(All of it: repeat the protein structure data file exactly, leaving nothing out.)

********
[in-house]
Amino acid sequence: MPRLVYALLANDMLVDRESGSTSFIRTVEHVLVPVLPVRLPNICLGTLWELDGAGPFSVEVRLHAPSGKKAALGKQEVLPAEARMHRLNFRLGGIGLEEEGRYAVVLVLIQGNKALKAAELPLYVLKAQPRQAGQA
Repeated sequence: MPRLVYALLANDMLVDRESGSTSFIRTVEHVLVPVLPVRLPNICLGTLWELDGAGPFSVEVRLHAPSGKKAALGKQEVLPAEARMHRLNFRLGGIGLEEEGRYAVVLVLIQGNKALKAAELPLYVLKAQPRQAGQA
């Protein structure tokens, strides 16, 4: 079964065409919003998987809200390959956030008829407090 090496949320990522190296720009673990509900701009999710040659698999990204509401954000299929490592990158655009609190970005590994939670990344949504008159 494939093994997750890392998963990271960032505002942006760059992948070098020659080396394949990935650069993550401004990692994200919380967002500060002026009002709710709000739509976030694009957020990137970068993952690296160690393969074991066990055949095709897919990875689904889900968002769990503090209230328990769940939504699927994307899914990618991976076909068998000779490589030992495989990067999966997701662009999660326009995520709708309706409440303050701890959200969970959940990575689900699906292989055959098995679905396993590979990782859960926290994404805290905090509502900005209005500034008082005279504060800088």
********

[in-house]
Amino acid sequence: MPRLVYALLANDMLVDRESGSTSFIRTVEHVLVPVLPVRLPNICLGTLWELDGAGPFSVEVRLHAPSGKKAALGKQEVLPAEARMHRLNFRLGGIGLEEEGRYAVVLVLIQGNKALKAAELPLYVLKAQPRQAGQA
Repeated sequence: MPRLVYALLANDMLVDRESGSTSFIRTVEHVLVPVLPVRLPNICLGTLWELDGAGPFSVEVRLHAPSGKKAALGKQEVLPAEARMHRLNFRLGGIGLEEEGRYAVVLVLIQGNKALKAAELPLYVLKAQPRQAGQA
């Protein structure tokens, strides 16, 4: 079964065409919003998987809200390959956030008829407090 090496949320990522190296720009673990509900701009999710040659698999990204509401954000299929490592990158655009609190970005590994939670990344949504008159 494939093994997750890392998963990271960032505002942006760059992948070098020659080396394949990935650069993550401004990692994200919380967002500060002026009002709710709000739509976030694009957020990137970068993952690296160690393969074991066990055949095709897919990875689904889900968002769990503090209230328990769940939504699927994307899914990618991976076909068998000779490589030992495989990067999966997701662009999660326009995520709708309706409440303050701890959200969970959940990575689900699906292989055959098995679905396993590979990782859960926290994404805290905090509502900005209005500034008082005279504060800088």